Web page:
Competing Endorsements Point to Divide
In any case, LFT’s support for Campbell highlights a growing divide among Louisiana Democrats over education policy. Just two weeks ago, Democrats For Education Reform Louisiana (DFER) officially backed one of Foster Campbell’s opponents, fellow Democrat Caroline Fayard.
“I am confident that Caroline Fayard will support high quality public school options, including charter schools. Caroline recognizes the impact these options have on our most vulnerable children and it’s essential that Louisiana’s next Senator fights for education excellence as a top priority.”
It was one of several endorsements that Fayard has received thus far in the campaign. In addition to DFER, the 37-year old New Orleans attorney has been backed by the Alliance for Good Government, the Independent Women’s Organization of New Orleans, and legendary Democratic strategist, James Carville.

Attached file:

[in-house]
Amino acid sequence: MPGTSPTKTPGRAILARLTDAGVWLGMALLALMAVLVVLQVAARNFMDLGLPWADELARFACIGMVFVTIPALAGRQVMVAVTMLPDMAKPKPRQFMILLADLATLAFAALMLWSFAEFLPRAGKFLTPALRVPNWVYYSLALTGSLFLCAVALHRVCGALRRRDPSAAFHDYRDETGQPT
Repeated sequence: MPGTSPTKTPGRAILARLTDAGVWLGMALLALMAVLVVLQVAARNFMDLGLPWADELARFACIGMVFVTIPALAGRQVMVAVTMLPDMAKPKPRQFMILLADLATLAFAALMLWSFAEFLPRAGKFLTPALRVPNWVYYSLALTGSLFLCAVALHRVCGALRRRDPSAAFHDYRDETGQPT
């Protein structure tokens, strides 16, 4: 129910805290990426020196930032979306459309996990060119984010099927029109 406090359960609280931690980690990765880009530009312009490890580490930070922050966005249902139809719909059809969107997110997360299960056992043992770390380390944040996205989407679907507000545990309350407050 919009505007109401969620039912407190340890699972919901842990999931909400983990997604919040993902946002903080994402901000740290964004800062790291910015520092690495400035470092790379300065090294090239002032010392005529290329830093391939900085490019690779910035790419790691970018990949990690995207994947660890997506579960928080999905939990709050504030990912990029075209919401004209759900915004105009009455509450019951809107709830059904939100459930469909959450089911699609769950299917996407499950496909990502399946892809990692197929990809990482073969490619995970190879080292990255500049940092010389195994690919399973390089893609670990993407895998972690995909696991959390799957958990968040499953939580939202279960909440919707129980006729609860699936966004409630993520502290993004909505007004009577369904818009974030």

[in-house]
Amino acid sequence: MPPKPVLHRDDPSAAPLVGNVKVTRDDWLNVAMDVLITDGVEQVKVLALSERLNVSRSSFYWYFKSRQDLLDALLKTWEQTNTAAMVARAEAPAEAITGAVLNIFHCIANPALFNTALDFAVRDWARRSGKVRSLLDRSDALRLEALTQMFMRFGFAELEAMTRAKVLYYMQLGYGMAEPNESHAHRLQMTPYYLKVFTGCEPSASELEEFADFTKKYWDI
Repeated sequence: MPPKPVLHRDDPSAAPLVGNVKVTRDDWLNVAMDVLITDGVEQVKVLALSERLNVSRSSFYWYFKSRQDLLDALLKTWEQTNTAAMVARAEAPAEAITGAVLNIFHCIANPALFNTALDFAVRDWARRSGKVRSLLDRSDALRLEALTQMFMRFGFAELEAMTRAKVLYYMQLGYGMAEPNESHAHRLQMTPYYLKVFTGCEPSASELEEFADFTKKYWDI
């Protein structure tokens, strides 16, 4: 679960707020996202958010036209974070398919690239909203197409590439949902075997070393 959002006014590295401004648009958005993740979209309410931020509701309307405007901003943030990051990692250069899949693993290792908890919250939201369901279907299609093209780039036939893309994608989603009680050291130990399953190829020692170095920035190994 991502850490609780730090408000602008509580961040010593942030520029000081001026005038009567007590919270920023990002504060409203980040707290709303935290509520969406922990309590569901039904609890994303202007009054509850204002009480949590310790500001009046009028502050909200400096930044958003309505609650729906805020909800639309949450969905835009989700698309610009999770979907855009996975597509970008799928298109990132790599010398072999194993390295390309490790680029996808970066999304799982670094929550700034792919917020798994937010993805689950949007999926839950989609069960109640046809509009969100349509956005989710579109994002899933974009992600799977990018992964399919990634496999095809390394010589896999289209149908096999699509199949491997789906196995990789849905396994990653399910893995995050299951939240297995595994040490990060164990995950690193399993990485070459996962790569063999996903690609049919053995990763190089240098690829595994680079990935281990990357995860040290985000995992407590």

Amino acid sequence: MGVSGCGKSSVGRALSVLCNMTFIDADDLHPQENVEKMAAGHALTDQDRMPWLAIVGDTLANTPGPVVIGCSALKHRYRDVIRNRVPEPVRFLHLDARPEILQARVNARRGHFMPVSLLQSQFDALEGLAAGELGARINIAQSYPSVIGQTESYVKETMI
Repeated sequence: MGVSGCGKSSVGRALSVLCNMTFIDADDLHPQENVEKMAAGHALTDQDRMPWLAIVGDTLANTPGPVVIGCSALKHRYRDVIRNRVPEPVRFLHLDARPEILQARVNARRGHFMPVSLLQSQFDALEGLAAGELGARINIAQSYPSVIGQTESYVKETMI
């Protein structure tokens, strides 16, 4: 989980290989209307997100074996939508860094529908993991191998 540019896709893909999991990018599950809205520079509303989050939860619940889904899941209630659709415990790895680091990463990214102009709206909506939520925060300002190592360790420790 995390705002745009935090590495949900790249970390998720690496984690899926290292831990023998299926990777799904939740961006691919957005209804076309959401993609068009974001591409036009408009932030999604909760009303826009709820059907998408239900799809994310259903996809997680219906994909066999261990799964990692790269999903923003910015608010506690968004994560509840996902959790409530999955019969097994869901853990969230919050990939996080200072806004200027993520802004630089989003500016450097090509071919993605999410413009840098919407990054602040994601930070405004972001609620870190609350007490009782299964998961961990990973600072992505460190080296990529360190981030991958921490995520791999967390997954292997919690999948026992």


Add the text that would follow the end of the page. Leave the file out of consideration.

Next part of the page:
When asked about the endorsement, Wray described DFER as “an AstroTurf education group that proposes unaccountable vouchers and charter schools that make profits off our kids.” She also insinuated that Senator Landrieu, who represented Louisiana in the U.S. Senate for 18 years, lacked influence, stating: “I would never say that the Senator’s work and her opinion don’t matter, but what I would say that it’s not going to be enough to make Ms. Fayard competitive enough to get to a runoff.”
Not only did Wray insult Senator Landrieu, but she distorted DFER’s positions. The organization has never taken a position supporting vouchers. Instead, DFER works to ensure that all children in Louisiana have access to high-quality public schools – both charter and traditional – by supporting common sense education reform policies.